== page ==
Waiting for labor can be nerve wrecking, you’ve reached the end of the line and you have to be patient for few more days while you already feel you’re just done with this whole pregnancy and miserable. I’ve been praying for every contraction I feel to be more stronger and painful so I could be done with this, I’ve read numerous articles on ways how to induce labor and obviously failing in every one of them. Nothing really worked for me and I was just fed up, I’ve given up and said “you know what, my daughter is going to be a stubborn if she’s that comfortable inside and doesn’t want to leave yet

To ease my mind off labor and just wait for it to naturally happen, I decided to game more whenever I feel a contraction is happening whether it’s false or real. So here’s the list of games I played religiously while waiting for labor.

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There’s something about those simulator games that triggers your brain into addiction, I’m sure of it … based on my science. House Flipper is a simulation game which lets you buy wrecked houses where you can repair and remodel then sell them for profit, and so on. The concept is pretty simple but I found myself addicted to this game, I enjoyed remodeling the houses, painting the walls, installing floor tiles and getting creative with the colors and decor of the rooms. It’s a great game to spend time on, I highly recommend it.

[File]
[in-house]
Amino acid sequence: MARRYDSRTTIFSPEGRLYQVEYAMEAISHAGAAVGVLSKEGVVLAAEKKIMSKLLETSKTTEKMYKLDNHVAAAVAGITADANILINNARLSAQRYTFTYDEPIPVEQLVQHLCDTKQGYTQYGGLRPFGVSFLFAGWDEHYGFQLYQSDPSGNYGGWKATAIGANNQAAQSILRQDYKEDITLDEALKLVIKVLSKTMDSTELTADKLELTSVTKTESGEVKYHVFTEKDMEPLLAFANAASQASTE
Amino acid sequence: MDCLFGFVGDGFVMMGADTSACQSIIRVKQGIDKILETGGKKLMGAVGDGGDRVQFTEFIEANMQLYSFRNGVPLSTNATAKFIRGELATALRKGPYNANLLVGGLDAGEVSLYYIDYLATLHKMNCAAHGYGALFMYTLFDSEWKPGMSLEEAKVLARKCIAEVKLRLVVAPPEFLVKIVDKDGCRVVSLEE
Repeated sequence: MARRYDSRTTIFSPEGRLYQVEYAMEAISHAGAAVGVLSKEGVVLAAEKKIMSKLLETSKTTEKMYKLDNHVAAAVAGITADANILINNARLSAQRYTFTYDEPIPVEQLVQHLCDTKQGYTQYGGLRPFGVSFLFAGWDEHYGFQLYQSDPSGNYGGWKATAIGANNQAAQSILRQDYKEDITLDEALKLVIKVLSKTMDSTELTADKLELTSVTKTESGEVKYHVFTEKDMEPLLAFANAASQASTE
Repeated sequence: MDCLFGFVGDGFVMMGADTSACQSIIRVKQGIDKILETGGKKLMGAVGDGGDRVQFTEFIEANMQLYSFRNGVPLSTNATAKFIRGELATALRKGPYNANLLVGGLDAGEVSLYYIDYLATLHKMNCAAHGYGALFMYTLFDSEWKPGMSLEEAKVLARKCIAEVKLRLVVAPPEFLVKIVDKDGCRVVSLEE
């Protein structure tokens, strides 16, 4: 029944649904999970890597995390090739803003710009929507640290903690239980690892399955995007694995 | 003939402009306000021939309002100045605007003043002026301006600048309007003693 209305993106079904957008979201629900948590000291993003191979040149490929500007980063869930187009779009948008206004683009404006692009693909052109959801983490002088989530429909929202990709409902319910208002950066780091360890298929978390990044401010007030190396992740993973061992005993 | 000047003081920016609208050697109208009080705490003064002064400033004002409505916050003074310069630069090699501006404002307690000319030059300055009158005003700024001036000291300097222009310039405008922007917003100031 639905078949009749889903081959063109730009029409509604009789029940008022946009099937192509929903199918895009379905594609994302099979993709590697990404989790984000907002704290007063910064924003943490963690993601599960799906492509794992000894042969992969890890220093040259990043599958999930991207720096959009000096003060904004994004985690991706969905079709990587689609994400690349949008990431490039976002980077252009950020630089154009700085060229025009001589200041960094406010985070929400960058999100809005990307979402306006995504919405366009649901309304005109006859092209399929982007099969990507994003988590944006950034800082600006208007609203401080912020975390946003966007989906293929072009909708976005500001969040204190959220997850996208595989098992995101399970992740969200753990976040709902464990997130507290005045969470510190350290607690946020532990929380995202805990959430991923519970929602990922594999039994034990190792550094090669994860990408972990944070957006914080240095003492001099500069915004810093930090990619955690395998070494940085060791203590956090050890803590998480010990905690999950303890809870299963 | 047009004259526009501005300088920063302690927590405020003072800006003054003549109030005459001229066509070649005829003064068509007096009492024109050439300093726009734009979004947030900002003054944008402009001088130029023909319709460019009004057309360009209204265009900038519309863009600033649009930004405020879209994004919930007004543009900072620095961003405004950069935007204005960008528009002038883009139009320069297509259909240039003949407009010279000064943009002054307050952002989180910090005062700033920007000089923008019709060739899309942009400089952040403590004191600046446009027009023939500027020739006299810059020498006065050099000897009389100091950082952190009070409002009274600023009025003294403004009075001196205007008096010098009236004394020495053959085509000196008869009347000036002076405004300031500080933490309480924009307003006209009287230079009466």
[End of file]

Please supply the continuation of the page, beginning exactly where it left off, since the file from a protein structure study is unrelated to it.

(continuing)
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Every article you’re going to read about this game is going to compare it to Stardew Valley and rightfully so, just add a graveyard to take care of and a massive checklist to do which makes the gameplay very long. I won’t say I love this game, I just like it. I have this weakness against pixel art games, and Graveyard Keeper is just gorgeous I won’t deny it. The music is what attracted me the most, it’s very soothing and calm that I had to complement the creativity infused in the tracks and ironically the composer thanked me and followed me on twitter. I know this game isn’t exactly everyone’s cup of tea and it has mixed reviews on Steam, but I would honestly recommend it maybe less than Moonlighter but it’s a good game.